“Sword” is the tale of a school-age fencing club at its summer training camp. Two of its members, Mibu and Kagawa, have conflicted relations with each other and Jiro, the near-perfect fencing leader who leads them through schedules, drills, and dietary restrictions like “a god on the rampage.” The dialogue and structure of this and other stories in the collection reveal Michima’s skill as a playwright as well. He builds the plot when the fencing group isolates itself in a camp which natural setting plays a role in the spiraling of this story.

“’The rest periods are for resting, so you’re not to take any exercise that would tire you for the training,’” Jiro says. “’We may be near the sea here, but for you the sea doesn’t exist. If the sight of it bothers you, it means you still aren’t putting enough into the training.’” Because Mishima’s hand is not so heavy in foreshadowing, the reader cannot yet foretell the rebellious scene that will take place in the sea. So unexpected are his plot twists that we’ve no way of foretelling who will rise, fall, or worse.

The story’s crackling tension comes to a head as two strands of rebellion unravel and snap to a surprising end.

“Exactly what had happened? He put the question to himself again. Simply that the others had gone for a swim while the captain was away. That was all. And yet it had been enough to make something collapse—collapse once and for all.”

“Sword” left me quite literally breathless. In fact Mishima’s magical literary tricks here left me dumbfounded weeks later.

Mishima-Yukio-Portrait-Point-to-Point-StudioMishima blends strong characterization and an unpredictable plot again in “Act of Worship.” Here we see him as master of misdirection. In this final short story of the book, readers follow the aged Professor and his protégée-cum-acolyte, each of whom has become a self-made caricature, as the former searches for burial places for three wooden combs within the grounds of Shinto/Buddhist temples. All the while we wind deeper and deeper into the motives behind their unorthodox relationship and this trip, which seems to protégée Tsuneko to come suddenly and mysteriously. The more pseudo-academic attention Mishima pays to these holy sites that are “the land of the dead,” the more we connect it with the age of the Professor and his sadness. As he and Tsuneko climb up steep mountain steps, we begin wonder Is she going to kill him? Is she the one who’ll die? Will one of them fall down the Nachi waterfall?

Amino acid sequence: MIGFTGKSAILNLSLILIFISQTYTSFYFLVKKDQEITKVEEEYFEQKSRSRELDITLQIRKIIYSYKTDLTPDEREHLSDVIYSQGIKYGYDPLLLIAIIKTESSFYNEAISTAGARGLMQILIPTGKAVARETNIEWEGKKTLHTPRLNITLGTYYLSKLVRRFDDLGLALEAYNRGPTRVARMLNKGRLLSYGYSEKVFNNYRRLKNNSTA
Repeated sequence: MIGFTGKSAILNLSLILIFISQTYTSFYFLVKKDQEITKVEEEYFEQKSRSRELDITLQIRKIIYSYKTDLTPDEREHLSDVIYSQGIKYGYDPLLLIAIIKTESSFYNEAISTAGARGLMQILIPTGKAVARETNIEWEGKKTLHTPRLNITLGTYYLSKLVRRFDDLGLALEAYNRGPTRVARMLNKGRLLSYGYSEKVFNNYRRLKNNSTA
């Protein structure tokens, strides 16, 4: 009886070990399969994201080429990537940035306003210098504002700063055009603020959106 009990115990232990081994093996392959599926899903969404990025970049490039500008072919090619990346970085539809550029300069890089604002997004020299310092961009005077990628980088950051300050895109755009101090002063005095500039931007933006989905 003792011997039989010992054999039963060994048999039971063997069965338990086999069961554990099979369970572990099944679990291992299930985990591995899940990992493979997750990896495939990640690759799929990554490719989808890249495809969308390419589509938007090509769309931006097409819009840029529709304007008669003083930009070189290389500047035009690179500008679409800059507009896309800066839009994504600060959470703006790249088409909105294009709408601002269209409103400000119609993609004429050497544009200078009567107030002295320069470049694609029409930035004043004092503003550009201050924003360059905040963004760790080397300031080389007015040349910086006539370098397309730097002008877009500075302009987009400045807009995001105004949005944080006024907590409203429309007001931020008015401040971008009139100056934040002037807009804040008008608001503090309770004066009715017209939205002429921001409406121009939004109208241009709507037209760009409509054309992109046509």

“As she did so, her foot slipped on the mossy rock; she started to fall, and at that instant, with the unexpected swiftness of a young man, the Professor thrust out a hand to help her.

“The hand floated in the roar of the waterfall, the divine apparition threatening abduction to lands unknown.

“Unfortunately the Professor’s strength was not up to the burden. When she took hold of him he started to fall in turn.”

Mishima meanders back and forth between taut and languid prose and calm and tense scenes as dynamically as switchbacks up any mountain road. All the while he plummets readers further into our own psyches until we come out the other side of these characters’ deep-seeded needs.

I will return to Mishima’s novels. Later. One must protect her mental health, after all. A friend, likely bothered by my gushing about this Japanese writer, asked if it was the author’s conflicted and enigmatic life—and death—that caused the nightmares. No, if I had nightmares after reading every writer who committed suicide I’d likely live in a mental house. It’s true, Mishima’s work contains a surprising number of suicide-related images that a reader can’t help but see as foreshadowing the end of his life by a gruesome suicide in 1970. But a reader is equally likely to find herself pondering the mysterious writer’s graceful, poignant Japan and its multi-leveled significance of honor and heritage.

Those curious to learn more about Mishima might also consider A Life in Four Chapters. Paul Schrader (known for Taxi Driver, Raging Bull, and American Gigolo) wrote and directed this fictionalized account that starts with the day of Mishima’s suicide. It features a Philip Glass soundtrack and an interview in which Mishima discusses writing.




Nichole L. Reber is an award-winning writer whose memoirs, essays, literary reportage, and lit crit centers on art, architecture, and travel– and sometimes cults. Her work has won awards from Traveler’s Tales and the Antioch Writers Workshop (Midwest).